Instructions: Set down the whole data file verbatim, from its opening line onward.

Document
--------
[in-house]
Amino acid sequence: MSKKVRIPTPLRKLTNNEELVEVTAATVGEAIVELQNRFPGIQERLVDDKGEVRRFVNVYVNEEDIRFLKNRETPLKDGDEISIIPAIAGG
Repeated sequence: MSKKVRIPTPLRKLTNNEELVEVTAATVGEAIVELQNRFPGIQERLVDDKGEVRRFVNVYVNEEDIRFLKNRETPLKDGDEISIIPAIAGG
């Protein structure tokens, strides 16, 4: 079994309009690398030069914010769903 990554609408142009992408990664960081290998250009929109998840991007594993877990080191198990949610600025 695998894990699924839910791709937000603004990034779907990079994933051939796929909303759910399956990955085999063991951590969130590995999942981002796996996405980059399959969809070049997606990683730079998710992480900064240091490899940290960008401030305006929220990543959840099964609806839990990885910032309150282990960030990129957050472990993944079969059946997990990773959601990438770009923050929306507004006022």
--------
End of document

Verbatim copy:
[in-house]
Amino acid sequence: MSKKVRIPTPLRKLTNNEELVEVTAATVGEAIVELQNRFPGIQERLVDDKGEVRRFVNVYVNEEDIRFLKNRETPLKDGDEISIIPAIAGG
Repeated sequence: MSKKVRIPTPLRKLTNNEELVEVTAATVGEAIVELQNRFPGIQERLVDDKGEVRRFVNVYVNEEDIRFLKNRETPLKDGDEISIIPAIAGG
């Protein structure tokens, strides 16, 4: 079994309009690398030069914010769903 990554609408142009992408990664960081290998250009929109998840991007594993877990080191198990949610600025 695998894990699924839910791709937000603004990034779907990079994933051939796929909303759910399956990955085999063991951590969130590995999942981002796996996405980059399959969809070049997606990683730079998710992480900064240091490899940290960008401030305006929220990543959840099964609806839990990885910032309150282990960030990129957050472990993944079969059946997990990773959601990438770009923050929306507004006022």